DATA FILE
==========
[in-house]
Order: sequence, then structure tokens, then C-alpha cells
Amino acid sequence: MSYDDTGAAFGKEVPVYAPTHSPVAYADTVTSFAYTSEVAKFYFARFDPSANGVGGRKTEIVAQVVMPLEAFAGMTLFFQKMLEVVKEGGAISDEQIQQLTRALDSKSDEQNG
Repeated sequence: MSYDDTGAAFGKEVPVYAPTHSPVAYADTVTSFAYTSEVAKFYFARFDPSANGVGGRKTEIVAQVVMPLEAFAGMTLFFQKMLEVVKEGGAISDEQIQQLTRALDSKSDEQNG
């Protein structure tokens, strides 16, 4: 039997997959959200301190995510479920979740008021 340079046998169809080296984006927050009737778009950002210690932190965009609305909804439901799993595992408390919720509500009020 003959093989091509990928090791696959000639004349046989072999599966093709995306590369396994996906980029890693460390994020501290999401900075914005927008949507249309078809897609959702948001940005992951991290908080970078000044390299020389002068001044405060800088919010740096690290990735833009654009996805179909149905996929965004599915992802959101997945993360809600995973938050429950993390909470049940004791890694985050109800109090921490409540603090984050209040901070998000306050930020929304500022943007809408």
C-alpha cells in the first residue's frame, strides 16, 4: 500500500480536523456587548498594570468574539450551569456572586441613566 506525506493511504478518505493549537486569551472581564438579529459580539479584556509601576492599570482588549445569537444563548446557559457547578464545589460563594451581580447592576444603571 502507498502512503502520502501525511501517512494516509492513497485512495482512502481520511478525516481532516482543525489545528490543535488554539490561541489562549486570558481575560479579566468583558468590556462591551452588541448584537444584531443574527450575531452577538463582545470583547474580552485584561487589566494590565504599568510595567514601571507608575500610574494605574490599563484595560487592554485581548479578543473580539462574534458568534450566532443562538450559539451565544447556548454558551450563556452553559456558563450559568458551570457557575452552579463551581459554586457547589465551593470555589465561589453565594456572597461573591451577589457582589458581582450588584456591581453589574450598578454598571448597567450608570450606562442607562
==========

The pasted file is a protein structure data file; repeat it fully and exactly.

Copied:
[in-house]
Order: sequence, then structure tokens, then C-alpha cells
Amino acid sequence: MSYDDTGAAFGKEVPVYAPTHSPVAYADTVTSFAYTSEVAKFYFARFDPSANGVGGRKTEIVAQVVMPLEAFAGMTLFFQKMLEVVKEGGAISDEQIQQLTRALDSKSDEQNG
Repeated sequence: MSYDDTGAAFGKEVPVYAPTHSPVAYADTVTSFAYTSEVAKFYFARFDPSANGVGGRKTEIVAQVVMPLEAFAGMTLFFQKMLEVVKEGGAISDEQIQQLTRALDSKSDEQNG
């Protein structure tokens, strides 16, 4: 039997997959959200301190995510479920979740008021 340079046998169809080296984006927050009737778009950002210690932190965009609305909804439901799993595992408390919720509500009020 003959093989091509990928090791696959000639004349046989072999599966093709995306590369396994996906980029890693460390994020501290999401900075914005927008949507249309078809897609959702948001940005992951991290908080970078000044390299020389002068001044405060800088919010740096690290990735833009654009996805179909149905996929965004599915992802959101997945993360809600995973938050429950993390909470049940004791890694985050109800109090921490409540603090984050209040901070998000306050930020929304500022943007809408």
C-alpha cells in the first residue's frame, strides 16, 4: 500500500480536523456587548498594570468574539450551569456572586441613566 506525506493511504478518505493549537486569551472581564438579529459580539479584556509601576492599570482588549445569537444563548446557559457547578464545589460563594451581580447592576444603571 502507498502512503502520502501525511501517512494516509492513497485512495482512502481520511478525516481532516482543525489545528490543535488554539490561541489562549486570558481575560479579566468583558468590556462591551452588541448584537444584531443574527450575531452577538463582545470583547474580552485584561487589566494590565504599568510595567514601571507608575500610574494605574490599563484595560487592554485581548479578543473580539462574534458568534450566532443562538450559539451565544447556548454558551450563556452553559456558563450559568458551570457557575452552579463551581459554586457547589465551593470555589465561589453565594456572597461573591451577589457582589458581582450588584456591581453589574450598578454598571448597567450608570450606562442607562